In a filing with the U.S. District Court in Manhattan, lawyers for Virginia Giuffre said they sent the civil lawsuit to the prince's Los Angeles-based lawyer Andrew Brettler by email and FedEx, and both copies had been received by Monday morning.

Under federal rules, the Duke of York has 21 days to respond or could face a default judgment. Giuffre's lawyers previously said they also served Andrew, who is Queen Elizabeth's second son, in Britain.

Andrew and his lawyers have denied Giuffre's claims. The 61-year-old prince has not been charged with crimes. Giuffre's Aug. 9 lawsuit seeks unspecified damages.

Brettler did not respond to a request for comment. There was no comment from the prince's London legal team.

Giuffre, 38, accused Andrew of forcing her to have sex when she was underage at the London home of Epstein's longtime associate Ghislaine Maxwell.

She also said Andrew abused her at around the same time in Epstein's mansion in Manhattan and on Epstein's private island in the U.S. Virgin Islands.

At the time of the alleged suicide of pimp-to-the-rich-and-famous Jeffrey Epstein, rumors that Prince Andrew was involved in Epstein’s sex ring of underage girls circulated…which many threw off as nothing more than message board conspiracy theory.

That conspiracy theory is looking more credible as of today.


The biggest rift in U.S-Franco relations in nearly 200 years happened this week, when the longstanding American ally recalled the French ambassador out of Washington D.C.

The Associated Press reports:

France’s top diplomat declared Monday that there is a “crisis of trust” in the United States after a Pacific defense deal stung France and left Europe wondering about its longtime ally across the Atlantic.

France canceled meetings with British and Australian officials and worked to rally EU allies behind its push for more European sovereignty after being humiliated by a major Pacific defense pact orchestrated by the U.S. Speaking to reporters in New York, French Foreign Minister Jean-Yves Le Drian said European countries won’t let Washington leave them behind when shaping its foreign policy,

Le Drian reiterated complaints that his country was sandbagged by the submarine deal between the U.S., Britain and Australia, which led to France losing a contract to sell subs to Australia. Washington, London and Canberra say the deal bolsters their commitment to the Indo-Pacific region, and it has widely been seen as an effort to counter an increasingly assertive China.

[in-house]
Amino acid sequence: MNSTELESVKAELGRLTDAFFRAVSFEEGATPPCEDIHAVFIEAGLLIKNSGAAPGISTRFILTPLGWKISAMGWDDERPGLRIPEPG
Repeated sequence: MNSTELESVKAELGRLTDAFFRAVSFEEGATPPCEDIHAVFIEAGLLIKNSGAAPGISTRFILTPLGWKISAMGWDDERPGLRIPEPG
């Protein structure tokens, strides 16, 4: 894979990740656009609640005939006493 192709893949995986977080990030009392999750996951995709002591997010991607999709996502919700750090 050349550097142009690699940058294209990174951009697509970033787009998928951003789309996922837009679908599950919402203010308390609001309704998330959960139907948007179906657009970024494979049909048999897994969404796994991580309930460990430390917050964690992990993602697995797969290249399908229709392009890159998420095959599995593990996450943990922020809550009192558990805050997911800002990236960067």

But Le Drian, who is in New York to represent France at the U.N. General Assembly, said it was a “brutal, unexpected and unexplained breach” of a contract – and a relationship.

The U.S., Australia and Britain insisted that the diplomatic crisis wouldn’t affect their longer-term relations with France, even after Paris recalled its ambassadors to the U.S. and Australia for the first time in history because of the deal.

“There is a crisis of trust beyond the fact that the contract is being broken, as if Europe itself didn’t have any interest to defend in that region,” Le Drian said.

Arguing that the U.S. is “refocusing its fundamental interests, step by step, with de facto confrontation with China,” Le Drian noted pointedly that “Europeans too have their own fundamental interests.”

To summarize (because this one is a bit confusing), France was supposed to sell submarines to Australia. Instead, Australia broke the agreement and is buying more advanced subs from the U.S., to counter the growing threat of China’s navy.

France lost $60 billion in the failed deal, and have (temporarily, at least) cut diplomatic relations to the U.S. over these occurrences.

It’s a complicated story that’s been largely ignored (likely because it’s so difficult to compact down into a headline), but you shouldn’t take the lack of coverage for a lack of consequence.

The U.S. losing one of our oldest allies, if only temporarily, is a very big deal.

Until the next one,